There's always a risk - always some challenge. There's always some situation or incident that catapults us into the unknown. There's always pain and tears and black moments where we don't believe we can make it another day. But. There's hope and beauty in risk. The unknown is scary, but worth every blind step. The pain and tears and black moments make us question why we ever bought into this story in the first place, but once we're on the other side, our ragged edges serve as a reminder of our survival - and it's beautiful.

We'd love to have you join us. It's really quite amazing, hearing all of these stories. And if you are one of those people who believe you have no story - that you are just another ordinary person with nothing extraordinary to your name - I say one simple phrase: you're wrong.

You have dreams. You have aspirations - however secret or pushed down deep under your comfortable life. Answer this question: what would you do if you had the opportunity to write your story? What would you attempt - what would you hope to accomplish in your life time? Don't limit yourself. Most importantly, don't limit the ultimate Storyteller who is dying to write an epic tale with you as the main character.

Live. Risk. Write your story. Listen to the Storyteller within you - chances are he's been begging you to do something for awhile. And when resistance comes, push harder. Go deeper. Find the courage to pursue a life abundant with adventure.

We'll be waiting on the other side cheering you on - waiting for you to share your story.

If you would be interested in joining us, please go to our facebook page for more information.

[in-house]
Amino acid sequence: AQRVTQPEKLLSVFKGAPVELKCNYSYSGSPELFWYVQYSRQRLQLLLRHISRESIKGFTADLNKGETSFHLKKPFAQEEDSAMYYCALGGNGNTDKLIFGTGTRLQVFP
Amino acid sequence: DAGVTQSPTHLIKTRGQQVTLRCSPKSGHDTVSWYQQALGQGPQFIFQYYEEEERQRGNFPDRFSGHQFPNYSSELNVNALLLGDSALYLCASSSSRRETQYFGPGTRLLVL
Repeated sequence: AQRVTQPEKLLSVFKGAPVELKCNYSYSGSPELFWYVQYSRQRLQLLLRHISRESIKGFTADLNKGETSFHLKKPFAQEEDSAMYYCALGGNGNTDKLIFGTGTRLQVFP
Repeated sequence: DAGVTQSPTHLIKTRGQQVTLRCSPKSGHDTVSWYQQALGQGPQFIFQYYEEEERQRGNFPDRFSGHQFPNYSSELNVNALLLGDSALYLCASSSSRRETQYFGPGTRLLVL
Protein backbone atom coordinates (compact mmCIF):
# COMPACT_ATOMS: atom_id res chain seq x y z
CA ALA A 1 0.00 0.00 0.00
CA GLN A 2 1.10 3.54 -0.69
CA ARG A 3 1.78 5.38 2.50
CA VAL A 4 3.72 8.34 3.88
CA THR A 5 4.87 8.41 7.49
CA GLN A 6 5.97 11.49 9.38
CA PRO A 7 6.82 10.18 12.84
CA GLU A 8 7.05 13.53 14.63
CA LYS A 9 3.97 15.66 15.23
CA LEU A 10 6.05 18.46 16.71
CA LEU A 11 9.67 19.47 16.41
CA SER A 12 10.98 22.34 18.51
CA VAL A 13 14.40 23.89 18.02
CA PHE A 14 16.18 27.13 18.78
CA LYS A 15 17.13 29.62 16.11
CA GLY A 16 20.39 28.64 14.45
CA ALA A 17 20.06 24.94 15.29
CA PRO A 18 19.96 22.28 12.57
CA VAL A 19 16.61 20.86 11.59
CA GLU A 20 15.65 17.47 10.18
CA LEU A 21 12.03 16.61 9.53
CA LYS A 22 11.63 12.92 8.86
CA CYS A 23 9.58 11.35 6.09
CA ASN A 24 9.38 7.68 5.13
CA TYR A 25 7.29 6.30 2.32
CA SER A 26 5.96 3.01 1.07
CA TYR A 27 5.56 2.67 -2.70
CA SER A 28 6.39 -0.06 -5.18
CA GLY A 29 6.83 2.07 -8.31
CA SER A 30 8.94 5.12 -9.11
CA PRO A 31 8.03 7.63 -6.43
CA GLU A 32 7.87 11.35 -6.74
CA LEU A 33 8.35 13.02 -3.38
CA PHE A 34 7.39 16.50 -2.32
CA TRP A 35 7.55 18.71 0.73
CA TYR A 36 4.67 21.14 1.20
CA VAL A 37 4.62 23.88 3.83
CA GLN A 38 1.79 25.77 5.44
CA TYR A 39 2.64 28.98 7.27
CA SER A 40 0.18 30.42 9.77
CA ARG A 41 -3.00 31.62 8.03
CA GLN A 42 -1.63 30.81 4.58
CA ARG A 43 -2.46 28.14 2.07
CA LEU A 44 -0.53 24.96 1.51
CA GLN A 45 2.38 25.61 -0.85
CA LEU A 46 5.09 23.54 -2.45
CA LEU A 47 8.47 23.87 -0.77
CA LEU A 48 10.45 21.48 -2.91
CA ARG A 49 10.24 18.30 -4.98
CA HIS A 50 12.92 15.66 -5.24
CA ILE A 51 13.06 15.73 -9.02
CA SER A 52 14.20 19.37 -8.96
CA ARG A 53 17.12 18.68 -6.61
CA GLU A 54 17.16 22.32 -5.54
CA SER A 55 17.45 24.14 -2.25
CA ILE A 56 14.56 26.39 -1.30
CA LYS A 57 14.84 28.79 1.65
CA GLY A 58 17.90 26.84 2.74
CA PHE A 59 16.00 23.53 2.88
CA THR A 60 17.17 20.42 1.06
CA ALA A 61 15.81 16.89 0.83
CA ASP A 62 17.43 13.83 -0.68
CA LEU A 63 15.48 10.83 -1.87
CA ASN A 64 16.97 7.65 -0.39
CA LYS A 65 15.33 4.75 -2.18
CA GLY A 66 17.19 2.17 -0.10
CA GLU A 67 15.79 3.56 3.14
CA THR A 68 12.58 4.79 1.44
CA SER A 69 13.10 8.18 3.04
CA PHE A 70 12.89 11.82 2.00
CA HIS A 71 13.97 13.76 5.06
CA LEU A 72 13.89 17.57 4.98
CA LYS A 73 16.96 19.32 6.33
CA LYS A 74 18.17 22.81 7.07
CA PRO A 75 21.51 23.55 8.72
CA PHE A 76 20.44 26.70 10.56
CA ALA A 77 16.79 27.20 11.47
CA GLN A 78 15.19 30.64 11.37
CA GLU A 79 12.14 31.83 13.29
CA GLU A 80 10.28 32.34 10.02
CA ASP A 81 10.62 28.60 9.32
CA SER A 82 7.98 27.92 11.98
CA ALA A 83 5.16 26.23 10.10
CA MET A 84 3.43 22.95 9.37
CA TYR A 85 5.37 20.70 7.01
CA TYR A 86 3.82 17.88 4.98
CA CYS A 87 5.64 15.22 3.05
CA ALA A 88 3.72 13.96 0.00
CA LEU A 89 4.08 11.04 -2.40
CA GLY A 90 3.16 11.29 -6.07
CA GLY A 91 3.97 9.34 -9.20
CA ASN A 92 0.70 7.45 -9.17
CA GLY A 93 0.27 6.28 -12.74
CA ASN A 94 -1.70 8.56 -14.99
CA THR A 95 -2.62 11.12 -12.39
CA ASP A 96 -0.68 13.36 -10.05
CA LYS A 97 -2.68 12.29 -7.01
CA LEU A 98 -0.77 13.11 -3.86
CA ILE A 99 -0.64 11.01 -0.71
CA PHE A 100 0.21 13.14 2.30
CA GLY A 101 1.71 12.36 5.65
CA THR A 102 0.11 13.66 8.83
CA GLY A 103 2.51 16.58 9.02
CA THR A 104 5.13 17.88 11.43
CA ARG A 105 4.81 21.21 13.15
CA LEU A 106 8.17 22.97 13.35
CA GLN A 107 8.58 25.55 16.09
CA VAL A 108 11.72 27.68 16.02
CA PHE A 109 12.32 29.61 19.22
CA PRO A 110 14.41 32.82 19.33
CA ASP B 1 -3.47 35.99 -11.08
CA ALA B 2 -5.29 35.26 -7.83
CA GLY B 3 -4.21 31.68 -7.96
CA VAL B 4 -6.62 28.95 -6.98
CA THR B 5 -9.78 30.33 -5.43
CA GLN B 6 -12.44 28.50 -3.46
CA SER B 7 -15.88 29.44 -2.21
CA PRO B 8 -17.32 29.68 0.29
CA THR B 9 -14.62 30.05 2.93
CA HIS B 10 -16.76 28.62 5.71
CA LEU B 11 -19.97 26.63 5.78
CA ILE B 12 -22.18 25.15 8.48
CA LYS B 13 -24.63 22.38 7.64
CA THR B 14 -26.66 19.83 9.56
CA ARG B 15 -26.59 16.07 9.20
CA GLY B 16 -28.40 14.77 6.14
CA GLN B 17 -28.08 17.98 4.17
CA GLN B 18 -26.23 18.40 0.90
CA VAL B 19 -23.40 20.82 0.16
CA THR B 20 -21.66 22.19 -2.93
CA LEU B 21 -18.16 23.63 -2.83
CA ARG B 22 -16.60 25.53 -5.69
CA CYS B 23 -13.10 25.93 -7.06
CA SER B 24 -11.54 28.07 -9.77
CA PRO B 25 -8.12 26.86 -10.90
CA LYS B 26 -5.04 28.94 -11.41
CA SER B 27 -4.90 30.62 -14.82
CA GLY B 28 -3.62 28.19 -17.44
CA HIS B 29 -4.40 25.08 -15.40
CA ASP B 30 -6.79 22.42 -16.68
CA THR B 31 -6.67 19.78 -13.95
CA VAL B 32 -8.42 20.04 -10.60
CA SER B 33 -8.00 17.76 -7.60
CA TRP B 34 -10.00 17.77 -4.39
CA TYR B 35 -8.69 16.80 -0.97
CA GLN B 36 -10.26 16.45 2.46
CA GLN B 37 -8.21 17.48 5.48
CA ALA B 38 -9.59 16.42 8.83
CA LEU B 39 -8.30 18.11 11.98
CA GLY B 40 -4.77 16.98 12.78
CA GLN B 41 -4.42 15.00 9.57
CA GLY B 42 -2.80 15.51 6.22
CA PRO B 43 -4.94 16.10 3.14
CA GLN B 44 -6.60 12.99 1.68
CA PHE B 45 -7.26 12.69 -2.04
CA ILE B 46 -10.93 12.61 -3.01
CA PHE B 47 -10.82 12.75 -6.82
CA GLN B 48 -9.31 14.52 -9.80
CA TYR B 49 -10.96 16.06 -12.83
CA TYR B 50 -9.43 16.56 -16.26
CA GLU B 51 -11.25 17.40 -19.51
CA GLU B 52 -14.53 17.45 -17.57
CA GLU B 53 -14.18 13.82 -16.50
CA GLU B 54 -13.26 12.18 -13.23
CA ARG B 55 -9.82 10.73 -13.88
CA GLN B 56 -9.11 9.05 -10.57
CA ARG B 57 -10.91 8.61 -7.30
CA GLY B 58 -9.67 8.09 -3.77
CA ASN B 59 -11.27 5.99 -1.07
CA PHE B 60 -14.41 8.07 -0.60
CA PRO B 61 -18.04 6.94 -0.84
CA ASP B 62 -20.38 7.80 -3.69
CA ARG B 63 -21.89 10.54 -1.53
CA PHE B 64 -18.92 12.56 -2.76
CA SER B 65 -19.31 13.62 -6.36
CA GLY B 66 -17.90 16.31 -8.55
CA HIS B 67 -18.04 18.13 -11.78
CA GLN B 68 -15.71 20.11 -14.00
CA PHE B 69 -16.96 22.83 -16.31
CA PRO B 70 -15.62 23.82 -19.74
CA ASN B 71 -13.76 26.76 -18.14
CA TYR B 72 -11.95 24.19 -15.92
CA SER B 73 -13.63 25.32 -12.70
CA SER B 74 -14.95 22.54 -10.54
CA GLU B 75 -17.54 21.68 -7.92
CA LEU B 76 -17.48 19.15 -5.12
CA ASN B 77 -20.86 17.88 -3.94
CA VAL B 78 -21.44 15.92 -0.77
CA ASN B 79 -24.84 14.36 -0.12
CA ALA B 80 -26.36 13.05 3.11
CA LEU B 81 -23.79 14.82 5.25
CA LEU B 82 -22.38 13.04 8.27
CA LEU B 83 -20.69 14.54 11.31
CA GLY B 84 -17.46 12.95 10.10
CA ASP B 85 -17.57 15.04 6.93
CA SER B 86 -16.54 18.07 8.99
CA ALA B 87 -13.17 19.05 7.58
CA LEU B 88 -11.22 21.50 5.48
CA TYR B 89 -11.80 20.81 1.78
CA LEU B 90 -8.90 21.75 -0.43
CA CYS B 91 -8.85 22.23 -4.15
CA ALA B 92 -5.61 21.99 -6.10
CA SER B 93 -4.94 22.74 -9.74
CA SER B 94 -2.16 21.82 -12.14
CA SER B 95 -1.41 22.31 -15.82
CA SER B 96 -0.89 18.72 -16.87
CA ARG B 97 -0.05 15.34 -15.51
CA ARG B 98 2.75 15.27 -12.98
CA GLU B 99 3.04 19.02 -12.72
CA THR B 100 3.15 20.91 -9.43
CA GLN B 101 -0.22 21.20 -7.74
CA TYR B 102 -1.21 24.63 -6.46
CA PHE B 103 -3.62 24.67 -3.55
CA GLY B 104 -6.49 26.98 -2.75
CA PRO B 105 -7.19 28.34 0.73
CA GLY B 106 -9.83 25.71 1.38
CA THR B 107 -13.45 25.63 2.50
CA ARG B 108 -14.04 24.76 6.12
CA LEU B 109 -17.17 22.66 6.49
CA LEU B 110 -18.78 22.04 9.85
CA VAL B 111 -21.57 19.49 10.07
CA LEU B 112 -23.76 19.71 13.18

Posted on January 17, 2010 and filed under story.

we are giants.

In those days, we finally chose to walk like giants & hold the world in arms grown strong with love & there may be many things we forget in the days to come, but this will not be one of them

- Brian Andreas

I came across this from a good friend of mine. The moment I read it something happened inside my heart. Something concrete & hopeful & dangerous. From that second - I promised myself whatever I did, I would do it remembering this story & those I have met along the way who hold the world in their arms of love. And I have forgotten a lot. I have failed to write my heart & my dreams down. Words & thoughts & hopes have gone with the wind, and I can only hope that unlike Hughes' dream deferred, mine will return & not rot like a raisin in the sun.

However, there are moments where my dreams seem vibrant with color & so tactile I feel as though I can reach out & grab them. A couple weeks ago was one of those times.

I wish I could capture every magical moment of the rescue. I wish I could capture the beauty of pick up duck-duck goose games or midnight freeze tag or last minute taxi rides in the wee hours of the morning while walking the streets of Austin in search for George Lopez. I can only try & grasp with my weak vocabulary the severity of what joining together with thousands across the world did to my heart.

But I will try. Because I have to. Because I refuse to forget this moment.

I drove down to Austin on the 25th of April. I remember the weather. Sunny, almost brimming with anticipation -- as if even the weather knew what was broiling in the minds of thousands of young people. We were many, but we had one hope. One goal. Abducting ourselves in solidarity with the child soldiers of n. Uganda & awaiting rescue from a mogul -- be it politician or celebrity. We just needed a statement. Them standing in solidarity with us, who were standing in solidarity with the children. Because our rescue ultimately meant their eventual escape from a horrific life of terror. When I got to the Capitol, there were about twenty volunteers there, waiting & laughing & planning for the hundreds who would show. The abductees started the trek at 3 that afternoon in the blazing sun & showed up at the site after their mile and a half walk with flushed cheeks & wind whipped hair.

And they were smiling. All of them. A smile of hope.